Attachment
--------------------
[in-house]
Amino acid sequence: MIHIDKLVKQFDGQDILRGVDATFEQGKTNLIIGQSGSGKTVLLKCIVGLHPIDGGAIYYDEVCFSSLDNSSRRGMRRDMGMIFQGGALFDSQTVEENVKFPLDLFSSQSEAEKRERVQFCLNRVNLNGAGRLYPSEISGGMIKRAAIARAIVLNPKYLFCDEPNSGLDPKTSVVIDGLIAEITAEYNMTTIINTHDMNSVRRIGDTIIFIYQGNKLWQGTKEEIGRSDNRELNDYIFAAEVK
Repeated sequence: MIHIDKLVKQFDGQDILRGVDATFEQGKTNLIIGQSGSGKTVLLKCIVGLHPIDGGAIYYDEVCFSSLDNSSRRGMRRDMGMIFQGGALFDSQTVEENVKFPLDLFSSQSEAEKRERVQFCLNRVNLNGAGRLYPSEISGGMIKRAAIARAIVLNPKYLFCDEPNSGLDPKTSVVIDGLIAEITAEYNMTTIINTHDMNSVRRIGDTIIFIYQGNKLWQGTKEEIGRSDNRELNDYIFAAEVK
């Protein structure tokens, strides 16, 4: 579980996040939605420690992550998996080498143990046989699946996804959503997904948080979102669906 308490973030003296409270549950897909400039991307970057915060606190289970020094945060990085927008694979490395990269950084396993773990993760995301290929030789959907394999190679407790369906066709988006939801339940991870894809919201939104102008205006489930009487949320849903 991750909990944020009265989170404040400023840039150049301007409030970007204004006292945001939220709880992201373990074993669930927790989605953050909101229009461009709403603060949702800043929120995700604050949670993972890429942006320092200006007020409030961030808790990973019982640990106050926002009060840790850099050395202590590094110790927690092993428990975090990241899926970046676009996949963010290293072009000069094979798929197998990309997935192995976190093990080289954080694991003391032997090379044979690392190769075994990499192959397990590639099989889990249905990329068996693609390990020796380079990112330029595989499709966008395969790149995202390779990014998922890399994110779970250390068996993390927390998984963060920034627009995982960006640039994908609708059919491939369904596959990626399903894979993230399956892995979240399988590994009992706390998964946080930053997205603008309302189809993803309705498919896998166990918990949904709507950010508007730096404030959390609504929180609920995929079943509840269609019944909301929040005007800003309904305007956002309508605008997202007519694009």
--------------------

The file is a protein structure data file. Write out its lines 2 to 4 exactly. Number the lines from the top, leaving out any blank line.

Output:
Amino acid sequence: MIHIDKLVKQFDGQDILRGVDATFEQGKTNLIIGQSGSGKTVLLKCIVGLHPIDGGAIYYDEVCFSSLDNSSRRGMRRDMGMIFQGGALFDSQTVEENVKFPLDLFSSQSEAEKRERVQFCLNRVNLNGAGRLYPSEISGGMIKRAAIARAIVLNPKYLFCDEPNSGLDPKTSVVIDGLIAEITAEYNMTTIINTHDMNSVRRIGDTIIFIYQGNKLWQGTKEEIGRSDNRELNDYIFAAEVK
Repeated sequence: MIHIDKLVKQFDGQDILRGVDATFEQGKTNLIIGQSGSGKTVLLKCIVGLHPIDGGAIYYDEVCFSSLDNSSRRGMRRDMGMIFQGGALFDSQTVEENVKFPLDLFSSQSEAEKRERVQFCLNRVNLNGAGRLYPSEISGGMIKRAAIARAIVLNPKYLFCDEPNSGLDPKTSVVIDGLIAEITAEYNMTTIINTHDMNSVRRIGDTIIFIYQGNKLWQGTKEEIGRSDNRELNDYIFAAEVK
């Protein structure tokens, strides 16, 4: 579980996040939605420690992550998996080498143990046989699946996804959503997904948080979102669906 308490973030003296409270549950897909400039991307970057915060606190289970020094945060990085927008694979490395990269950084396993773990993760995301290929030789959907394999190679407790369906066709988006939801339940991870894809919201939104102008205006489930009487949320849903 991750909990944020009265989170404040400023840039150049301007409030970007204004006292945001939220709880992201373990074993669930927790989605953050909101229009461009709403603060949702800043929120995700604050949670993972890429942006320092200006007020409030961030808790990973019982640990106050926002009060840790850099050395202590590094110790927690092993428990975090990241899926970046676009996949963010290293072009000069094979798929197998990309997935192995976190093990080289954080694991003391032997090379044979690392190769075994990499192959397990590639099989889990249905990329068996693609390990020796380079990112330029595989499709966008395969790149995202390779990014998922890399994110779970250390068996993390927390998984963060920034627009995982960006640039994908609708059919491939369904596959990626399903894979993230399956892995979240399988590994009992706390998964946080930053997205603008309302189809993803309705498919896998166990918990949904709507950010508007730096404030959390609504929180609920995929079943509840269609019944909301929040005007800003309904305007956002309508605008997202007519694009």